The number of qualified students applying to medical school each year far exceeds the number of available seats. On top of that, among the pool of applicants are a great number who are the nation’s best and brightest students. So, unless you’ve been living under a rock, you know that you’ll need far more than just grades and test scores to earn a coveted spot at one of the nation’s medical schools.In fact, one study conducted by the AAMC found that approximately eight percent of applicants with GPAs ranging from 3.80 to 4.00 and MCAT total scores ranging from 39 to 45 were rejected by all of the medical schools to which they applied. On the contrary, the same study revealed that about 18 percent of applicants with GPAs ranging from 3.20 to 3.39 and MCAT scores ranging from 24 to 26 were accepted by at least one school. In this super-competitive medical school admissions arena, you’ll need to stand out from the crowd and your extracurricular activities could give you the competitive edge that means the difference between getting in or not.Extracurricular activities give medical schools a chance to see what you’ve done during your pre-med years outside lecture halls and other than studying for the MCAT. More than ever before, medical school admissions committees are putting more emphasis on recruiting students who, beyond having a strong academic background, are balanced, well-rounded students who will be a good fit for their school.

According to the Association of American Medical Colleges (AAMC), a well-rounded sampling of extracurricular activities or work experience, both related and unrelated to medicine, will help broaden an applicant’s knowledge and development. When it comes time to complete your AMCAS (American Medical College Application Service) application, you have 15 spaces to enter your work/activities that you would like to highlight to medical schools. Aside from your potential to succeed academically, this is your chance to give medical schools up to 15 more reasons as to why they should invite you for an interview and ultimately offer you acceptance to their medical school.So now that we’ve told you what you probably already knew about the importance of extracurricular activities, the next thing you should know is that not all extracurricular activities are equal.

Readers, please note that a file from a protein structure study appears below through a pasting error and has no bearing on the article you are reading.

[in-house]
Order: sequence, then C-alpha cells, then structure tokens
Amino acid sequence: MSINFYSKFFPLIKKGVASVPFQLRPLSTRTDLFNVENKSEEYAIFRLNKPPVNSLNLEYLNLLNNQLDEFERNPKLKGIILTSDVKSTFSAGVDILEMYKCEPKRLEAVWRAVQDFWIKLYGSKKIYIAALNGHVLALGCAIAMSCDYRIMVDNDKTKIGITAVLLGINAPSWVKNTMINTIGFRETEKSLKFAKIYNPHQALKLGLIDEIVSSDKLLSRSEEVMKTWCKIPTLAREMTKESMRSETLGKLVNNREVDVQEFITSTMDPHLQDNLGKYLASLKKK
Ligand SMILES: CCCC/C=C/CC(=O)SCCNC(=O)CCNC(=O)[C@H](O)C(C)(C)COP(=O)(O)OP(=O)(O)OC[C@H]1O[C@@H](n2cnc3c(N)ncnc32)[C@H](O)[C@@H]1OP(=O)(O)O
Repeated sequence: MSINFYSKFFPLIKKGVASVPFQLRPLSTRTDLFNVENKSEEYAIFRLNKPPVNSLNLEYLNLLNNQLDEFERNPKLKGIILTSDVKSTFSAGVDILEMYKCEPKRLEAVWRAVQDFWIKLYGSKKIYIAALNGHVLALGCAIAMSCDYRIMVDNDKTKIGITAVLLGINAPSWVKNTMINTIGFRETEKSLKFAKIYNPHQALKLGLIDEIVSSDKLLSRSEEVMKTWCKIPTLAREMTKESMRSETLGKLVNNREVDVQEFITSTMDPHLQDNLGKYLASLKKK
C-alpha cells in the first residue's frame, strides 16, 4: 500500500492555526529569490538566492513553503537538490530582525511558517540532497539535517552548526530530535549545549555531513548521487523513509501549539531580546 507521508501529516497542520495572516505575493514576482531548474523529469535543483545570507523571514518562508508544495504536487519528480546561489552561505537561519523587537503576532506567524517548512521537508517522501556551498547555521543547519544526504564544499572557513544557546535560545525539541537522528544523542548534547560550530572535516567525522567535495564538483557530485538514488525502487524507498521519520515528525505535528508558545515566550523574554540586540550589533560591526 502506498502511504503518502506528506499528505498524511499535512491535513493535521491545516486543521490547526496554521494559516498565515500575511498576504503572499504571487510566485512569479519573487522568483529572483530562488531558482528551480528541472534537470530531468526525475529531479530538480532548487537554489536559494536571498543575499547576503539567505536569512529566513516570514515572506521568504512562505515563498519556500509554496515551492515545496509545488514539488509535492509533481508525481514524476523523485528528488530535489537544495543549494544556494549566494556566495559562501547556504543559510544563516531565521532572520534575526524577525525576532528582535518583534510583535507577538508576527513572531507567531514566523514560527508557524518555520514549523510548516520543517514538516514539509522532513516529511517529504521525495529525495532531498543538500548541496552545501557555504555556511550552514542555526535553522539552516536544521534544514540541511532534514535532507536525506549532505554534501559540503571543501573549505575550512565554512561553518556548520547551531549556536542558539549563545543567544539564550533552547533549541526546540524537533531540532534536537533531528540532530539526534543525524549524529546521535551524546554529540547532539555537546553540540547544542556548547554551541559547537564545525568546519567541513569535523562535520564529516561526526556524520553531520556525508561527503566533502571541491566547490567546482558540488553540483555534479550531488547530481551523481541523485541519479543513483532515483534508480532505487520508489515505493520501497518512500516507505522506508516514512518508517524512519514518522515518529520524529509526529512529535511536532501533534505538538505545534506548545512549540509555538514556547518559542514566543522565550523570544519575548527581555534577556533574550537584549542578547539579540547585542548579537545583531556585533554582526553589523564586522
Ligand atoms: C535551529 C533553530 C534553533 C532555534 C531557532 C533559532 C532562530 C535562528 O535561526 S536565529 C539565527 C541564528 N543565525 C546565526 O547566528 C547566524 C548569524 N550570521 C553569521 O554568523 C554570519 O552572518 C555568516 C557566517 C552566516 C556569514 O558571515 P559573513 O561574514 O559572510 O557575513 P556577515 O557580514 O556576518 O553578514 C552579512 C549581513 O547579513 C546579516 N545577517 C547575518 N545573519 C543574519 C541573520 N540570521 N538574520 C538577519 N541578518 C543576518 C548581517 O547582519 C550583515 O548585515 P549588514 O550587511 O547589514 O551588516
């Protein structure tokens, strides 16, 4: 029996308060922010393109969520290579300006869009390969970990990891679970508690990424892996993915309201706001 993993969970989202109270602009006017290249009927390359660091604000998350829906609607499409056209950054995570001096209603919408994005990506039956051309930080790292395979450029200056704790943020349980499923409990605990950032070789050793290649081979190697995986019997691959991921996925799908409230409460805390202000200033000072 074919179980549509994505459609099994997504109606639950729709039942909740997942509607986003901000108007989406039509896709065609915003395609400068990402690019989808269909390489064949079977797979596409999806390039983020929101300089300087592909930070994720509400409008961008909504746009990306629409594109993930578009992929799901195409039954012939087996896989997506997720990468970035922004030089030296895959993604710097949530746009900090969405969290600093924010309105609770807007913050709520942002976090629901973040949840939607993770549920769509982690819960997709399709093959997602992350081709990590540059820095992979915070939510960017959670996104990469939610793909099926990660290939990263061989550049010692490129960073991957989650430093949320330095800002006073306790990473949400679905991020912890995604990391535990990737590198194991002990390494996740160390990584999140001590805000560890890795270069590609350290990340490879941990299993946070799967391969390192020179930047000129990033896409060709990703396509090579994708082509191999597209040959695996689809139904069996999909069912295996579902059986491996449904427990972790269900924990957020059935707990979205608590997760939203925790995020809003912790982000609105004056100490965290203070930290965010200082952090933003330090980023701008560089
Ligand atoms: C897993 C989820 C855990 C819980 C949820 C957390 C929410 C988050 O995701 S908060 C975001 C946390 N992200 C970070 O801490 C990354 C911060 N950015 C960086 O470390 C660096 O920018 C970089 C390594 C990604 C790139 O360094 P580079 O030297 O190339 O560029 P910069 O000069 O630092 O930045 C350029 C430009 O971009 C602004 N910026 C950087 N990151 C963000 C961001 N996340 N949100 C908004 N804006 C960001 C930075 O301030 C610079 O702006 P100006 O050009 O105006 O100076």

Here are 5 extracurricular activities that every medical school admission committee wants to see on your application:

Volunteering/Community Service (Medical):

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Photo credit: Flickr by Neon Tommy

The extracurricular activity most valued by medical schools is medical-related community services. And we’re not just saying this. A reported published by the AAMC reported that after letter of recommendation, an applicants participation in medical-related community service was considered the next most important in deciding on not only if they would invite them to an interview but also if acceptance was offered. So, why is having this activity under your belt so important? For starters, altruism, the unselfish concern for the welfare of others, is something that all physicians pledge to when they take the Hippocratic Oath, so wouldn’t it be crazy for medical schools not to take this into account?And while your involvement in a medical-related community service activity can demonstrate the commitment and dedication valued in medical students and future physicians, it is important that your experience be meaningful.  So your job is to make it count. You shouldn’t be worried about whether or not you’ll have enough extracurricular activities to impress admission committees, you should be more concerned with those which will foster meaningful experiences and outcomes. Not only will having meaningful experiences give you more depth as an applicant, it may even give you something to write about for your personal statement and give you stories to tell during your interview.
There’s no way to tell beforehand as to whether or not the activity you choose will be meaningful or not so it is important to give yourself enough time during your pre-med years to plan and manage your time accordingly. The first one or two activities you become involved in may not be the ones that you gain meaning from and it may very well be the next one that does. However, you don’t want to be left at the end of your pre-med years with a long list of extracurricular activities that have meant nothing to you.